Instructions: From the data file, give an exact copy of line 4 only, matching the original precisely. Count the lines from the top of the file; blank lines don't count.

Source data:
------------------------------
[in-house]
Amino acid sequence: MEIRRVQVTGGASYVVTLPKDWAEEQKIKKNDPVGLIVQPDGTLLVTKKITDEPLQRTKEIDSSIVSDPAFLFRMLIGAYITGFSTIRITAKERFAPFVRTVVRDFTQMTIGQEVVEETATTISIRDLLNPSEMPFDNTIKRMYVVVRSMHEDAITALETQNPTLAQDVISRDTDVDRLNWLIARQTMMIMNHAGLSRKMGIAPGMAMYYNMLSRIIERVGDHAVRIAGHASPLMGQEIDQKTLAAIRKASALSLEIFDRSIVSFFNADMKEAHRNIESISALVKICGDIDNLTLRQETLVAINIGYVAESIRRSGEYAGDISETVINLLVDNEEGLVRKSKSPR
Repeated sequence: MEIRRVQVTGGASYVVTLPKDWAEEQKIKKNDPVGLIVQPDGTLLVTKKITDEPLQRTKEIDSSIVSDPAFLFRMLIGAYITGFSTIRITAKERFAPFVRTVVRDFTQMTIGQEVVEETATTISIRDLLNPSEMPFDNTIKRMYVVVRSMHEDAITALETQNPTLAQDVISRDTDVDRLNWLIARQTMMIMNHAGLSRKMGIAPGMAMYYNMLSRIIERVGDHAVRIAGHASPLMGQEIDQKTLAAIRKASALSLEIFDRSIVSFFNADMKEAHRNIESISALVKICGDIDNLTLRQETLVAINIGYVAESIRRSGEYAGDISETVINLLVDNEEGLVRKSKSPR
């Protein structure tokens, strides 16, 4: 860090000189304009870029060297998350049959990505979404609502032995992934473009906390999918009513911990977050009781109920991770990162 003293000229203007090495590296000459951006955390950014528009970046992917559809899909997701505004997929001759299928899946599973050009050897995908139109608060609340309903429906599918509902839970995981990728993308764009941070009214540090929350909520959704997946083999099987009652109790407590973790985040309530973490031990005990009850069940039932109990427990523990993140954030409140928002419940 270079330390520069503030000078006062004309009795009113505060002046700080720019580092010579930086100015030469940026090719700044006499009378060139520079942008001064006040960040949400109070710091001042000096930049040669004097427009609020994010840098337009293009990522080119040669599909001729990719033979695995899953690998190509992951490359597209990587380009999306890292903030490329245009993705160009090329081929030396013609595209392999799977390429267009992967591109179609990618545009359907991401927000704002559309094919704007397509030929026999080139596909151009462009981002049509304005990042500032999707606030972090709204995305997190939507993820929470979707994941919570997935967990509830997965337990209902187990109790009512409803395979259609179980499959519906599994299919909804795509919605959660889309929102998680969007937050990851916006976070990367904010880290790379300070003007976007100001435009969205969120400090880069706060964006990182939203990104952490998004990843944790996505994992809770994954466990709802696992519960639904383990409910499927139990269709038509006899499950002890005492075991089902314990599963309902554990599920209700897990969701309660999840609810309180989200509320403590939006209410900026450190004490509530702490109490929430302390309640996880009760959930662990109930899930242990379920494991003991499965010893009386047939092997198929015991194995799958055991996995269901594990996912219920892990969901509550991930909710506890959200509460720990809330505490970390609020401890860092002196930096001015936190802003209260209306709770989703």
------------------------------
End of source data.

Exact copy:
């Protein structure tokens, strides 16, 4: 860090000189304009870029060297998350049959990505979404609502032995992934473009906390999918009513911990977050009781109920991770990162 003293000229203007090495590296000459951006955390950014528009970046992917559809899909997701505004997929001759299928899946599973050009050897995908139109608060609340309903429906599918509902839970995981990728993308764009941070009214540090929350909520959704997946083999099987009652109790407590973790985040309530973490031990005990009850069940039932109990427990523990993140954030409140928002419940 270079330390520069503030000078006062004309009795009113505060002046700080720019580092010579930086100015030469940026090719700044006499009378060139520079942008001064006040960040949400109070710091001042000096930049040669004097427009609020994010840098337009293009990522080119040669599909001729990719033979695995899953690998190509992951490359597209990587380009999306890292903030490329245009993705160009090329081929030396013609595209392999799977390429267009992967591109179609990618545009359907991401927000704002559309094919704007397509030929026999080139596909151009462009981002049509304005990042500032999707606030972090709204995305997190939507993820929470979707994941919570997935967990509830997965337990209902187990109790009512409803395979259609179980499959519906599994299919909804795509919605959660889309929102998680969007937050990851916006976070990367904010880290790379300070003007976007100001435009969205969120400090880069706060964006990182939203990104952490998004990843944790996505994992809770994954466990709802696992519960639904383990409910499927139990269709038509006899499950002890005492075991089902314990599963309902554990599920209700897990969701309660999840609810309180989200509320403590939006209410900026450190004490509530702490109490929430302390309640996880009760959930662990109930899930242990379920494991003991499965010893009386047939092997198929015991194995799958055991996995269901594990996912219920892990969901509550991930909710506890959200509460720990809330505490970390609020401890860092002196930096001015936190802003209260209306709770989703």